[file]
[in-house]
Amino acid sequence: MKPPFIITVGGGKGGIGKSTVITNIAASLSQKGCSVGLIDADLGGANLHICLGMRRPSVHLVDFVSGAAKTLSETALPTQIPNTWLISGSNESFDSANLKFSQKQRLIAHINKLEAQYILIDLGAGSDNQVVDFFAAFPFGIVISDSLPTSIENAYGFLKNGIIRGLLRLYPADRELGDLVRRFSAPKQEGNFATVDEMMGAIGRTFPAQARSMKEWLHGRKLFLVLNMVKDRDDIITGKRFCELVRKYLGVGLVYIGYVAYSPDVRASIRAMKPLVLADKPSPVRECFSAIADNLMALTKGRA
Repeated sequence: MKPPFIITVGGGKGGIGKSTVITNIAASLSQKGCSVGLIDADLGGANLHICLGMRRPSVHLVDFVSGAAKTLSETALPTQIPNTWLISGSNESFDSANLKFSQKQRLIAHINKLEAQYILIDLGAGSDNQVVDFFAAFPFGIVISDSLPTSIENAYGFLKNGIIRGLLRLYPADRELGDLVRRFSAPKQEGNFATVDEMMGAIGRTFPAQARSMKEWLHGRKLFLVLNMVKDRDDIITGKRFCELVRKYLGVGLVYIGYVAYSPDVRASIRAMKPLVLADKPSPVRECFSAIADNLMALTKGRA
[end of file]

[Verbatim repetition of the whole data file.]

[in-house]
Amino acid sequence: MKPPFIITVGGGKGGIGKSTVITNIAASLSQKGCSVGLIDADLGGANLHICLGMRRPSVHLVDFVSGAAKTLSETALPTQIPNTWLISGSNESFDSANLKFSQKQRLIAHINKLEAQYILIDLGAGSDNQVVDFFAAFPFGIVISDSLPTSIENAYGFLKNGIIRGLLRLYPADRELGDLVRRFSAPKQEGNFATVDEMMGAIGRTFPAQARSMKEWLHGRKLFLVLNMVKDRDDIITGKRFCELVRKYLGVGLVYIGYVAYSPDVRASIRAMKPLVLADKPSPVRECFSAIADNLMALTKGRA
Repeated sequence: MKPPFIITVGGGKGGIGKSTVITNIAASLSQKGCSVGLIDADLGGANLHICLGMRRPSVHLVDFVSGAAKTLSETALPTQIPNTWLISGSNESFDSANLKFSQKQRLIAHINKLEAQYILIDLGAGSDNQVVDFFAAFPFGIVISDSLPTSIENAYGFLKNGIIRGLLRLYPADRELGDLVRRFSAPKQEGNFATVDEMMGAIGRTFPAQARSMKEWLHGRKLFLVLNMVKDRDDIITGKRFCELVRKYLGVGLVYIGYVAYSPDVRASIRAMKPLVLADKPSPVRECFSAIADNLMALTKGRA